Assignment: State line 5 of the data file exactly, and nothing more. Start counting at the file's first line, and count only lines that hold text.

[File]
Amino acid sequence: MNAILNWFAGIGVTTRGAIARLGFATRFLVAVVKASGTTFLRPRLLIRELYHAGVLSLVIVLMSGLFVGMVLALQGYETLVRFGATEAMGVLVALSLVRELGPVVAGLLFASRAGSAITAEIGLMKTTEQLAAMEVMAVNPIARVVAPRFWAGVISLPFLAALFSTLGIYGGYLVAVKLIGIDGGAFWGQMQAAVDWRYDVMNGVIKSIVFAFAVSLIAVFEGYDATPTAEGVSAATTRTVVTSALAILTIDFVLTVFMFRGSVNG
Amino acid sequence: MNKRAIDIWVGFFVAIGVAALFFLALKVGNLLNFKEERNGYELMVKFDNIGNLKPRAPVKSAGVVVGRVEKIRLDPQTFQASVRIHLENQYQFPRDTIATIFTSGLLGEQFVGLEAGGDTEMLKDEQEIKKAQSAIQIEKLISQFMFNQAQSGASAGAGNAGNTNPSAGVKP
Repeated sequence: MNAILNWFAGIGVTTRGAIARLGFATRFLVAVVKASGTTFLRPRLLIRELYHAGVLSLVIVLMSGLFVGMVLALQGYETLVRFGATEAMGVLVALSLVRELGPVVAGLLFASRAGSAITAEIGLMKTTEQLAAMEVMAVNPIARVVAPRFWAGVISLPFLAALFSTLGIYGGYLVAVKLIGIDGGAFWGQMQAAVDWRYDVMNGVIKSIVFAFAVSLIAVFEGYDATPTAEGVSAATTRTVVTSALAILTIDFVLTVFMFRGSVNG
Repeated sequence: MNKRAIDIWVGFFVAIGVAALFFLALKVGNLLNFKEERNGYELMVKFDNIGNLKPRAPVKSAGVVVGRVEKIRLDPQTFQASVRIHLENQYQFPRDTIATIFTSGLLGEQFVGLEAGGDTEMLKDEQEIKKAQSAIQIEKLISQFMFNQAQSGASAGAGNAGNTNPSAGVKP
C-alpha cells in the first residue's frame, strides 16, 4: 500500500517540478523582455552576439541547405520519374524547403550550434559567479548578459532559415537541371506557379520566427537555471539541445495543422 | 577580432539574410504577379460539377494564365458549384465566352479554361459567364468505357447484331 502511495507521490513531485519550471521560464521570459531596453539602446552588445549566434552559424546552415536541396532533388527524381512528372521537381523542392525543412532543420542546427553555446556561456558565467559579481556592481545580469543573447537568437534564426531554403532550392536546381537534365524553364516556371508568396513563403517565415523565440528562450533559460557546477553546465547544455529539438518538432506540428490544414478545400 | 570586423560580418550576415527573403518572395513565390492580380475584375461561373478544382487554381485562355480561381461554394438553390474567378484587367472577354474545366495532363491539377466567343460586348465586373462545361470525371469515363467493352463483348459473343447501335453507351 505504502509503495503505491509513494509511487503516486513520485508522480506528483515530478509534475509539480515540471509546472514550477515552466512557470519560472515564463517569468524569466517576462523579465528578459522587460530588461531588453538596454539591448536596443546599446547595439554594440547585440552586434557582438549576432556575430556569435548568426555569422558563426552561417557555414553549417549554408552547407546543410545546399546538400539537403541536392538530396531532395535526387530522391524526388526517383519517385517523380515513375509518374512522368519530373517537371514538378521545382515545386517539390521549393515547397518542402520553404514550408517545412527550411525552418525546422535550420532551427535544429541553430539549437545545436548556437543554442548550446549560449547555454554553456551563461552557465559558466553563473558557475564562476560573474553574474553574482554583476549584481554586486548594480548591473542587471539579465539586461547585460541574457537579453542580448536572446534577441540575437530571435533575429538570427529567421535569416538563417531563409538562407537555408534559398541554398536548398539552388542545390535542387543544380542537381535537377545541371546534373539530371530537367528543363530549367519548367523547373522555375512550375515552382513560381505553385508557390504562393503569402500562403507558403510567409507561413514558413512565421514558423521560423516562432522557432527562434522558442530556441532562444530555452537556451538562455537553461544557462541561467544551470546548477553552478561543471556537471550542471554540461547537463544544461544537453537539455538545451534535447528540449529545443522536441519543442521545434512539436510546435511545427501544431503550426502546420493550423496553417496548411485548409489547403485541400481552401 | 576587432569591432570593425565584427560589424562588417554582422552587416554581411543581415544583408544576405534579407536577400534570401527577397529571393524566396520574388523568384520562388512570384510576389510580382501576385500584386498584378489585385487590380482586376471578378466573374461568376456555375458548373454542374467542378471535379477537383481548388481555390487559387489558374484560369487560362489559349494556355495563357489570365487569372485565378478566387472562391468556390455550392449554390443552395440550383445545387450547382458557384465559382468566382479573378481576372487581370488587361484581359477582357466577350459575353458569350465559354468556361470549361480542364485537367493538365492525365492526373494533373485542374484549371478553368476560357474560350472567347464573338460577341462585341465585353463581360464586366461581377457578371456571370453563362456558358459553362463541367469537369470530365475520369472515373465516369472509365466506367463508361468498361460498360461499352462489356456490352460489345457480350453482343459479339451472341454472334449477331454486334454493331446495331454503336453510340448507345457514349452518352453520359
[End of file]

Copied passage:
C-alpha cells in the first residue's frame, strides 16, 4: 500500500517540478523582455552576439541547405520519374524547403550550434559567479548578459532559415537541371506557379520566427537555471539541445495543422 | 577580432539574410504577379460539377494564365458549384465566352479554361459567364468505357447484331 502511495507521490513531485519550471521560464521570459531596453539602446552588445549566434552559424546552415536541396532533388527524381512528372521537381523542392525543412532543420542546427553555446556561456558565467559579481556592481545580469543573447537568437534564426531554403532550392536546381537534365524553364516556371508568396513563403517565415523565440528562450533559460557546477553546465547544455529539438518538432506540428490544414478545400 | 570586423560580418550576415527573403518572395513565390492580380475584375461561373478544382487554381485562355480561381461554394438553390474567378484587367472577354474545366495532363491539377466567343460586348465586373462545361470525371469515363467493352463483348459473343447501335453507351 505504502509503495503505491509513494509511487503516486513520485508522480506528483515530478509534475509539480515540471509546472514550477515552466512557470519560472515564463517569468524569466517576462523579465528578459522587460530588461531588453538596454539591448536596443546599446547595439554594440547585440552586434557582438549576432556575430556569435548568426555569422558563426552561417557555414553549417549554408552547407546543410545546399546538400539537403541536392538530396531532395535526387530522391524526388526517383519517385517523380515513375509518374512522368519530373517537371514538378521545382515545386517539390521549393515547397518542402520553404514550408517545412527550411525552418525546422535550420532551427535544429541553430539549437545545436548556437543554442548550446549560449547555454554553456551563461552557465559558466553563473558557475564562476560573474553574474553574482554583476549584481554586486548594480548591473542587471539579465539586461547585460541574457537579453542580448536572446534577441540575437530571435533575429538570427529567421535569416538563417531563409538562407537555408534559398541554398536548398539552388542545390535542387543544380542537381535537377545541371546534373539530371530537367528543363530549367519548367523547373522555375512550375515552382513560381505553385508557390504562393503569402500562403507558403510567409507561413514558413512565421514558423521560423516562432522557432527562434522558442530556441532562444530555452537556451538562455537553461544557462541561467544551470546548477553552478561543471556537471550542471554540461547537463544544461544537453537539455538545451534535447528540449529545443522536441519543442521545434512539436510546435511545427501544431503550426502546420493550423496553417496548411485548409489547403485541400481552401 | 576587432569591432570593425565584427560589424562588417554582422552587416554581411543581415544583408544576405534579407536577400534570401527577397529571393524566396520574388523568384520562388512570384510576389510580382501576385500584386498584378489585385487590380482586376471578378466573374461568376456555375458548373454542374467542378471535379477537383481548388481555390487559387489558374484560369487560362489559349494556355495563357489570365487569372485565378478566387472562391468556390455550392449554390443552395440550383445545387450547382458557384465559382468566382479573378481576372487581370488587361484581359477582357466577350459575353458569350465559354468556361470549361480542364485537367493538365492525365492526373494533373485542374484549371478553368476560357474560350472567347464573338460577341462585341465585353463581360464586366461581377457578371456571370453563362456558358459553362463541367469537369470530365475520369472515373465516369472509365466506367463508361468498361460498360461499352462489356456490352460489345457480350453482343459479339451472341454472334449477331454486334454493331446495331454503336453510340448507345457514349452518352453520359